Professor Barry Chernoff joined the Wesleyan Faculty in 2003 where he holds the Robert F. Schumann Chair of Environmental Studies. He currently is Director of the College of the Environment, but is on sabbatical for the 2015-16 Academic Year.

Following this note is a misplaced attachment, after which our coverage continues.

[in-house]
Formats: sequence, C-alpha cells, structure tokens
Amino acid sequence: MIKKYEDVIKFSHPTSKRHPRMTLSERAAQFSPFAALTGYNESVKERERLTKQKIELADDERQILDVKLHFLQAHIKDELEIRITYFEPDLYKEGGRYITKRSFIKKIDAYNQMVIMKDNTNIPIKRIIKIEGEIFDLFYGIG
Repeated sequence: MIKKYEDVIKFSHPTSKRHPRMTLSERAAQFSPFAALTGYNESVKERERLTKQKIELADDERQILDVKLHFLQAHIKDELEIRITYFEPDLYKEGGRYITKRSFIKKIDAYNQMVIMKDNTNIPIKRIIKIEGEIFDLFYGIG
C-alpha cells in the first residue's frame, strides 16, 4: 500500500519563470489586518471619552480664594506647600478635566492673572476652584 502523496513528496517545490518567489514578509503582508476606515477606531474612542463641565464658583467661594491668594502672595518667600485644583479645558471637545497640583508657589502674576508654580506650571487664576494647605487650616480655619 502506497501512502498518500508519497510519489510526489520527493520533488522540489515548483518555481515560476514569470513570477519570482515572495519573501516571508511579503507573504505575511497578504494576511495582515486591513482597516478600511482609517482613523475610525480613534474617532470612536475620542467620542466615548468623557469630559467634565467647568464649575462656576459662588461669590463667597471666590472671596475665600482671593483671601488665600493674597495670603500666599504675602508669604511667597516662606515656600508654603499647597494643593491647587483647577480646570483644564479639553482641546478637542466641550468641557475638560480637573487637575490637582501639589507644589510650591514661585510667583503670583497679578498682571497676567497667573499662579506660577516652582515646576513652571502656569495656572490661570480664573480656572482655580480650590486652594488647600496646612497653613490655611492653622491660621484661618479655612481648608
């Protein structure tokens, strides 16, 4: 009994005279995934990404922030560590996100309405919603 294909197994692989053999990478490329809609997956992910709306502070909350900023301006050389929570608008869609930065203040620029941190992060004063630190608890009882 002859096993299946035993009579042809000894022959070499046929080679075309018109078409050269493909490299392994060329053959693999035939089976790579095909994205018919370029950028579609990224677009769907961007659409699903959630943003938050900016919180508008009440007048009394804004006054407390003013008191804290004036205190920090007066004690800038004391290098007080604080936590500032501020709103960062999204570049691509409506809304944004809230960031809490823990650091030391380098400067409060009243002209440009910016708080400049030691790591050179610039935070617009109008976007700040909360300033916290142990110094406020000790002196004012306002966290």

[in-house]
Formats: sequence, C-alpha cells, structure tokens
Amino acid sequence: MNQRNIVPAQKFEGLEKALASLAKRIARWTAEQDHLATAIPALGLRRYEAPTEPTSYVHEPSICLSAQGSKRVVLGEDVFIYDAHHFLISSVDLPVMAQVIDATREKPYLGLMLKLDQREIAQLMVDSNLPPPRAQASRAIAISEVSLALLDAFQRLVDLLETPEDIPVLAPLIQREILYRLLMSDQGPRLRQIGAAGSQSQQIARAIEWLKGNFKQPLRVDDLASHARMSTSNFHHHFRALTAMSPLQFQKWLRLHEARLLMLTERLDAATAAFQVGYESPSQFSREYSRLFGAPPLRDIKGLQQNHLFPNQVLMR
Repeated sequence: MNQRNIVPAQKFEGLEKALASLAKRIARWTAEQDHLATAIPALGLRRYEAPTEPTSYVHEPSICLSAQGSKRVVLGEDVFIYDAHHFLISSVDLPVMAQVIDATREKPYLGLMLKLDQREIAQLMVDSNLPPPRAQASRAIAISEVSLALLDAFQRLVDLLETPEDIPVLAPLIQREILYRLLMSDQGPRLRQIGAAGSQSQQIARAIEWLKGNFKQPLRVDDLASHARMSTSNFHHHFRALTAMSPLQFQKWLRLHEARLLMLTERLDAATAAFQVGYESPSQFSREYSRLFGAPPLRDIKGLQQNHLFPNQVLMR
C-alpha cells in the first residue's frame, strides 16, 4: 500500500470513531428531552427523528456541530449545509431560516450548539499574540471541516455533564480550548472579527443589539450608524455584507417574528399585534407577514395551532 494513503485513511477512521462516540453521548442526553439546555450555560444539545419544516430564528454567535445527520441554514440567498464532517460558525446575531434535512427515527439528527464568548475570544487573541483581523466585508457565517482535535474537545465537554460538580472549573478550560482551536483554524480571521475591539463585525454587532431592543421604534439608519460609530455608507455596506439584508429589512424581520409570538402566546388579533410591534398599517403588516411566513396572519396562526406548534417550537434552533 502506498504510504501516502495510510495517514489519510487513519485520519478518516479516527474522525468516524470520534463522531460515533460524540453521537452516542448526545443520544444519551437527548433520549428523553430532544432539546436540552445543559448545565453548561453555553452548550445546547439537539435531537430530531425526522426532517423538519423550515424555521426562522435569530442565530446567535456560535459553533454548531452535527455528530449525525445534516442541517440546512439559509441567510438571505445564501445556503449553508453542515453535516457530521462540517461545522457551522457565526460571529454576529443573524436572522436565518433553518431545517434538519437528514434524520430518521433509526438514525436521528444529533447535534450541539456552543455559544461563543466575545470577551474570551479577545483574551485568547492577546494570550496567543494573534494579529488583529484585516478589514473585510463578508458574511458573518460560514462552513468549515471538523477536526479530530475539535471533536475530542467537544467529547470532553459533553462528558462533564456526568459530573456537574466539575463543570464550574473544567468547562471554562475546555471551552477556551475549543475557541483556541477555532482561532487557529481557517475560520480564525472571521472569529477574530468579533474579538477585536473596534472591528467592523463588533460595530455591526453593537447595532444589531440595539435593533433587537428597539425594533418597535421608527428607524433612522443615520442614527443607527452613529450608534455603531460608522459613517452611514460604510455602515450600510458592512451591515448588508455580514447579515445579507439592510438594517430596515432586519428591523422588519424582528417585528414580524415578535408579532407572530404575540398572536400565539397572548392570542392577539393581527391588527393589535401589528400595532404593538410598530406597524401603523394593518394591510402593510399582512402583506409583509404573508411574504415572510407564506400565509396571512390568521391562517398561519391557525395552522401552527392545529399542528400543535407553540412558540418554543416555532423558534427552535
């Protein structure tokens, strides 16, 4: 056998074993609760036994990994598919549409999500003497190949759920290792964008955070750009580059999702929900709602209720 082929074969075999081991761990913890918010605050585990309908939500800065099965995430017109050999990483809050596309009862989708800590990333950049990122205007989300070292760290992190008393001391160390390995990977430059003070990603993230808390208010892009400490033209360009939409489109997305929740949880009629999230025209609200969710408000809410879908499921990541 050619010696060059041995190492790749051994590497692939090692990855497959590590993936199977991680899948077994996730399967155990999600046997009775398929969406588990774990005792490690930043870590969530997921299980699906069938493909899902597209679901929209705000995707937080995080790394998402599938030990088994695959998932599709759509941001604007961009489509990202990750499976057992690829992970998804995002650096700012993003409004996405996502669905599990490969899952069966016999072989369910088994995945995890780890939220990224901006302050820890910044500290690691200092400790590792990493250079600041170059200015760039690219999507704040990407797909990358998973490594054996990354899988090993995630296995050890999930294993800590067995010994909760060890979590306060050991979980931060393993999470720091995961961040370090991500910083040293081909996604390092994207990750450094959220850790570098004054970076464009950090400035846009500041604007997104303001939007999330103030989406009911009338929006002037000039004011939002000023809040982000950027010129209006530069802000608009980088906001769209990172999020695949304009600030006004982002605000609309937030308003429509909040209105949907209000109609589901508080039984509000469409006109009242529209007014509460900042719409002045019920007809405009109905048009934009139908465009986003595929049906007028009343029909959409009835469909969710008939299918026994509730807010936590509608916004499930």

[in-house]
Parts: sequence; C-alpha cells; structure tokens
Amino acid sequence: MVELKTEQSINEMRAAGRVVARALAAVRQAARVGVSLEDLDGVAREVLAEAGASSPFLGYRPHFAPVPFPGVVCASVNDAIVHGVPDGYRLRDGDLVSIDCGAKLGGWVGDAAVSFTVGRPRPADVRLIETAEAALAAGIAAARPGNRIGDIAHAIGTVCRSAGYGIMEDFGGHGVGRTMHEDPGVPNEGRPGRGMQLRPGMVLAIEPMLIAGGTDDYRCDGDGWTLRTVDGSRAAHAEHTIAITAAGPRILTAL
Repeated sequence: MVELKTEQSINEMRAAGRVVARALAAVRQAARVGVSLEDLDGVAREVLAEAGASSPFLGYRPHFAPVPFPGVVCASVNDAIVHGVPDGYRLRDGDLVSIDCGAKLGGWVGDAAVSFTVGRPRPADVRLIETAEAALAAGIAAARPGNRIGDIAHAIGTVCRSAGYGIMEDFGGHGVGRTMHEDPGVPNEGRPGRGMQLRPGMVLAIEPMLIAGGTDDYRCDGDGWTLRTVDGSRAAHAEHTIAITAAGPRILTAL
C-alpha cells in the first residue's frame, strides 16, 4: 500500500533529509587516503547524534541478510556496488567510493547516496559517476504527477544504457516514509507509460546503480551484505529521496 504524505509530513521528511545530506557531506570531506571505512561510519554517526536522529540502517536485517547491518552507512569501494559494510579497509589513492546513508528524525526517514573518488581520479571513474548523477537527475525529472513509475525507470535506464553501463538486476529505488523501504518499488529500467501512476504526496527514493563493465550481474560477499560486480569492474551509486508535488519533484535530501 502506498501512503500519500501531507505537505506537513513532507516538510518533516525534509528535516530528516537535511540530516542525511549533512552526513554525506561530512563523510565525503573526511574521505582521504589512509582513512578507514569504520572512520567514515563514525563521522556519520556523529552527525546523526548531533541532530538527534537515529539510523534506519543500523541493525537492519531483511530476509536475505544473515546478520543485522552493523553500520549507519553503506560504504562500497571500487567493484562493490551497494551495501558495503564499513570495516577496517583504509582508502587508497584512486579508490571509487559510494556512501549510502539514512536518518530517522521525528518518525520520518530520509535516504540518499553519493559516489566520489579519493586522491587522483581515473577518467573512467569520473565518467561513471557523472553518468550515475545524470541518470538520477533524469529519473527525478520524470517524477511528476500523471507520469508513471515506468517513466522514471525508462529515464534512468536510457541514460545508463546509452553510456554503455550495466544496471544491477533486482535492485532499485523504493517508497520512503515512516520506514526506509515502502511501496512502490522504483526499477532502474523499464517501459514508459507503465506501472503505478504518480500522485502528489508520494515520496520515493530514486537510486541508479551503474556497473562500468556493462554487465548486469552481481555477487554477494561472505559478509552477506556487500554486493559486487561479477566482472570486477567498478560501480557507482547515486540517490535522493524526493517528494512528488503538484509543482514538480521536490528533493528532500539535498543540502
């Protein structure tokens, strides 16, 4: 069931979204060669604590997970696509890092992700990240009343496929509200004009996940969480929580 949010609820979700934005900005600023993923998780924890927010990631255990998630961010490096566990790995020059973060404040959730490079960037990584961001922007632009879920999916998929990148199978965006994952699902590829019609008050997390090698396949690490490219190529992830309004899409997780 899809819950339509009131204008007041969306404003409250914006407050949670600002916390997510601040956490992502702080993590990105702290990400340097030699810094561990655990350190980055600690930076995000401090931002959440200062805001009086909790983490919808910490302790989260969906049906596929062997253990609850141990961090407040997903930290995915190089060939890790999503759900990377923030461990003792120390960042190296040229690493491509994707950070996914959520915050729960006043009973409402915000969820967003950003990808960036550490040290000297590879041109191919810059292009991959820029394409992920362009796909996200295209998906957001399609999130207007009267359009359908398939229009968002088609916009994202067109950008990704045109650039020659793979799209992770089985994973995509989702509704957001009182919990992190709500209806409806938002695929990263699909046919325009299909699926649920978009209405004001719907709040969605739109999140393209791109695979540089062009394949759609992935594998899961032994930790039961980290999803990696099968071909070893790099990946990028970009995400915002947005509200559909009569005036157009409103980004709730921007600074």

Barry teaches courses in Environmental Studies, Tropical Ecology, Aquatic Ecosystem Conservation, and Quantitative Analysis for the departments of Biology and Earth and Environmental Sciences. Chernoff's research centers on the freshwater fishes of the Neotropical region, primarily those in South America in the Amazon. His research includes, ecology, evolutionary biology and conservation. He has also led international teams on expeditions designed to conserve large watersheds of the world, having made more than 32 expeditions in 12 countries. Recently, Professor Chernoff and his students have been working on aquatic ecology and conservation of Connecticut watersheds. In the past he has held professorial and curatorial positions at the Field Museum, University of Chicago, University of Illinois at Chicago, University of Pennsylvania and the Academy of Natural Sciences of Philadelphia. He holds visiting positions at Universidad Central de Venezuela. He has authored and co-authored more than 87 scientific articles and books. Chernoff has received a number of awards including the Caleb T. Winchester Outstanding Scholar and Teacher Award in from Xi of Psi Upsilon, Wesleyan University and a Commendation for Excellence in Teaching, University of Chicago in 2000. Chernoff was elected to the Connecticut Academy of Sciences and Engineering in 2005, where he now chairs the Environmental Science and Technology Board. From 1993-1999, he served on the U.S. National Committee for the International Union of Biological Sciences elected by the National Academy of Sciences/National Research Council, and served as Vice-Chairman from 1995-1997 and Chairman from 1997-1999. He serves on the Inland Fish Commission's Endangered and Threatened Fishes Panel for the CT Department of Environmental Protection. Chernoff co-wrote the script for a short documentary film entitled "Understanding Biodiversity" that was awarded finalist status at a number of film festivals, including Cannes, Toronto and Sundance, and received the Silver Apple Award from the American Educational Network. He has served on the boards of a number of community-oriented foundations, including the Confluence Greenway Project of St. Louis, Mo., and as President of the Sustainable Aquatic Research Center. Chernoff served as President of The Jonah Center for Earth and Art, from 2004-2010 in Middletown, CT.